More is                                                                           Diminishing
Better +
4               2              2                  2
5               1              1                  1        Returns -
6               0              0                  0

Case of Irrational One:

2 Wines       \$2
4 Beers       \$4
6 Cigars      \$6
Total         \$12

Marginal Utility (Given Consumption Choices of 2W, 4B & 6C):

MU of Wine = 4
MU of Beer = 2
MU of Cigar = 0

Total Utility (Given Consumption Choices of 2B, 4B & 6C):

1 Wine          9 Utilities (5 + 4)
4 Beers        14 Utilities
6 Cigars       15 Utilities
Total          38 Utilities

7
Can we do better than TU = 38?

Remember, we want to utilize our limited income to maximize total utility. What
combination of goods should be consumed to maximize the utility?

(Try it…)

# of             MU of             MU of   MU of
Consumption          Wine              Beer    Cigar
1                5                 5        5
2                4                 4        4
3                3                 3        3
4                2                 2        2
5                1                 1        1
6                0                 0        0

Case of Rational One:

4 Wines       \$4
4 Beers       \$4
4 Cigars      \$4
Total         \$12

Marginal Utility (Given Consumption Choices of 4B, 4B, & 4C):

MU of Wine = 2
MU of Beer = 2
MU of Cigar = 2

Total Utility:

4 Wines         14 Utilities
4 Beers         14 Utilities
4 Cigars        14 Utilities
Total                   42 Utilities

By achieving MUw = MUb = MUc, the TU is maximized for a given budge or income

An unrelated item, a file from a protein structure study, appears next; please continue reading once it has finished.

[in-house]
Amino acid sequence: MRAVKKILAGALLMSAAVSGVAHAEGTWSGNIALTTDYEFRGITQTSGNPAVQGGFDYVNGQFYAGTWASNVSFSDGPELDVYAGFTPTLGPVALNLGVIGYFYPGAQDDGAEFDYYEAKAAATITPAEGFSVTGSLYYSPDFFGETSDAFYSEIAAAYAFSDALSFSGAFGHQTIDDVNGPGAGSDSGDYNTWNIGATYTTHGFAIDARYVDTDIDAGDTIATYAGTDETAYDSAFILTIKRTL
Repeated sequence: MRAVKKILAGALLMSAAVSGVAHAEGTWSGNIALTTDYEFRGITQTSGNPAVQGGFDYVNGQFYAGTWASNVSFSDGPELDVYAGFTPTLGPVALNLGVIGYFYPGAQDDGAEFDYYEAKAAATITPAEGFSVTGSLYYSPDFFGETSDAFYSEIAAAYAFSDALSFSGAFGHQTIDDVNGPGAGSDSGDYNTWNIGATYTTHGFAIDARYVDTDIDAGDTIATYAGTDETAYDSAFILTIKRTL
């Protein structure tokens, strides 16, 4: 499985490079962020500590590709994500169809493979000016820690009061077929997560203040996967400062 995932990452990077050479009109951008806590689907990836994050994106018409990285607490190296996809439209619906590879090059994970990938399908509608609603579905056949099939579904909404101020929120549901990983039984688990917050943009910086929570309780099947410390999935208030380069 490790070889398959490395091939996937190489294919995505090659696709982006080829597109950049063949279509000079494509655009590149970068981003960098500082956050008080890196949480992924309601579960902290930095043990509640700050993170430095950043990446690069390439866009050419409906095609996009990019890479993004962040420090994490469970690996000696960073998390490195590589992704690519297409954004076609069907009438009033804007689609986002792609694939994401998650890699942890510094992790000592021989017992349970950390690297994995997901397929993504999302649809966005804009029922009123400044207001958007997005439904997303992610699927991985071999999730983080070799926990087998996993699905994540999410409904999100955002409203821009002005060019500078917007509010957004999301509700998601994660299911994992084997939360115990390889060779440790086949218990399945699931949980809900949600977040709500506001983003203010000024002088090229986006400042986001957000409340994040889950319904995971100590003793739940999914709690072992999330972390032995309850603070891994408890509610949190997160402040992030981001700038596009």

scarcity!

8
What happens if the unit prices are different?

1 Unit of Wine = \$1
1 Unit of Beer = \$1
1 Unit of Cigar = \$2

Do we now need to change our consumption behavior? Yes. We are always looking for
best deals.

P =\$1           P=\$1           P =\$2

# of            MU of          MU of           MU of
Consumption         Wine           Beer            Cigar
1               5              5                5
2               4              4                4
3               3              3                3
4               2              2                2
5               1              1                1
6               0              0                0

(Class exercise)

You have to think in terms of how should I spend my next or marginal dollar (e.g.
marginal cost and benefit analysis).

Marginal utility of dollar is used to assess the extra cost of utility for consuming different

9
MU per Dollar or Bang for Dollar

# of               MU of          MU of        MU of Cigar
Consumption            Wine           Beer
1                  5              5           5/2 or 2.5
2                  4              4           4/2 or 2.0
3                  3              3           3/2 or 1.5
4                  2              2           2/2 or 1.0
5                  1              1           ½ or 0.5
6                  0              0           0/2 or 0.0

Note than, TU is maximized when MUb / Pb = MUb / Pb = Muc / Pc for a given budget.

Case of Rational One:

4 Wines        \$4
4 Beers        \$4
2 Cigars       \$4
Total          \$12

Marginal Utility (Given Consumption Choices 4B, 4B & 2 C):

MU of Wine per Dollar = 2
MU of Beer per Dollar = 2
MU of Cigar per Dollar = 2

Total Utility:

4 Wines          14 Utilities
4 Beers          14 Utilities
2 Cigars         4.5 Utilities
Total                    32.5 (Less than 42 because lower income)